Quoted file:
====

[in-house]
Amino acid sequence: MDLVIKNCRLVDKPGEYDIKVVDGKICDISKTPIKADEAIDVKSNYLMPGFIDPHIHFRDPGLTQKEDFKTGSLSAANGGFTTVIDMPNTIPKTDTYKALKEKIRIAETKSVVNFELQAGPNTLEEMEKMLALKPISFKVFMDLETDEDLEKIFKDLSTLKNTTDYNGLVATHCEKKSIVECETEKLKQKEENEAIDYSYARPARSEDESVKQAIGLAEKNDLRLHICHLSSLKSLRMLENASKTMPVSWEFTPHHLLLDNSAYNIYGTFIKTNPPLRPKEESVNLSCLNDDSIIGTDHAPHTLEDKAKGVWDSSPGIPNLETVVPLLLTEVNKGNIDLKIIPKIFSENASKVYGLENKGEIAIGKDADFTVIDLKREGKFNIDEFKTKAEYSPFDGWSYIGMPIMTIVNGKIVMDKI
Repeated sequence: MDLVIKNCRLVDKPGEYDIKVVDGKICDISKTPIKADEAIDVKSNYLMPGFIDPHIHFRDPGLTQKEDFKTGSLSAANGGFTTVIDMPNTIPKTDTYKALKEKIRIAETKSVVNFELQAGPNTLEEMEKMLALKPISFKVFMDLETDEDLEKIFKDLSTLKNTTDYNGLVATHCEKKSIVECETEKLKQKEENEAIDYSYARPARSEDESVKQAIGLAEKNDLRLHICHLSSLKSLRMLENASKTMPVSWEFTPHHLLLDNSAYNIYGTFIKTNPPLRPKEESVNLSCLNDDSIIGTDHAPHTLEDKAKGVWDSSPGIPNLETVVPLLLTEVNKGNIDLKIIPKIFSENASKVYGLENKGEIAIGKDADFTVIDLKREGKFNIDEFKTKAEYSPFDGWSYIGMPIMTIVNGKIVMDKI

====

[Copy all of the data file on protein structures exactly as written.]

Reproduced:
[in-house]
Amino acid sequence: MDLVIKNCRLVDKPGEYDIKVVDGKICDISKTPIKADEAIDVKSNYLMPGFIDPHIHFRDPGLTQKEDFKTGSLSAANGGFTTVIDMPNTIPKTDTYKALKEKIRIAETKSVVNFELQAGPNTLEEMEKMLALKPISFKVFMDLETDEDLEKIFKDLSTLKNTTDYNGLVATHCEKKSIVECETEKLKQKEENEAIDYSYARPARSEDESVKQAIGLAEKNDLRLHICHLSSLKSLRMLENASKTMPVSWEFTPHHLLLDNSAYNIYGTFIKTNPPLRPKEESVNLSCLNDDSIIGTDHAPHTLEDKAKGVWDSSPGIPNLETVVPLLLTEVNKGNIDLKIIPKIFSENASKVYGLENKGEIAIGKDADFTVIDLKREGKFNIDEFKTKAEYSPFDGWSYIGMPIMTIVNGKIVMDKI
Repeated sequence: MDLVIKNCRLVDKPGEYDIKVVDGKICDISKTPIKADEAIDVKSNYLMPGFIDPHIHFRDPGLTQKEDFKTGSLSAANGGFTTVIDMPNTIPKTDTYKALKEKIRIAETKSVVNFELQAGPNTLEEMEKMLALKPISFKVFMDLETDEDLEKIFKDLSTLKNTTDYNGLVATHCEKKSIVECETEKLKQKEENEAIDYSYARPARSEDESVKQAIGLAEKNDLRLHICHLSSLKSLRMLENASKTMPVSWEFTPHHLLLDNSAYNIYGTFIKTNPPLRPKEESVNLSCLNDDSIIGTDHAPHTLEDKAKGVWDSSPGIPNLETVVPLLLTEVNKGNIDLKIIPKIFSENASKVYGLENKGEIAIGKDADFTVIDLKREGKFNIDEFKTKAEYSPFDGWSYIGMPIMTIVNGKIVMDKI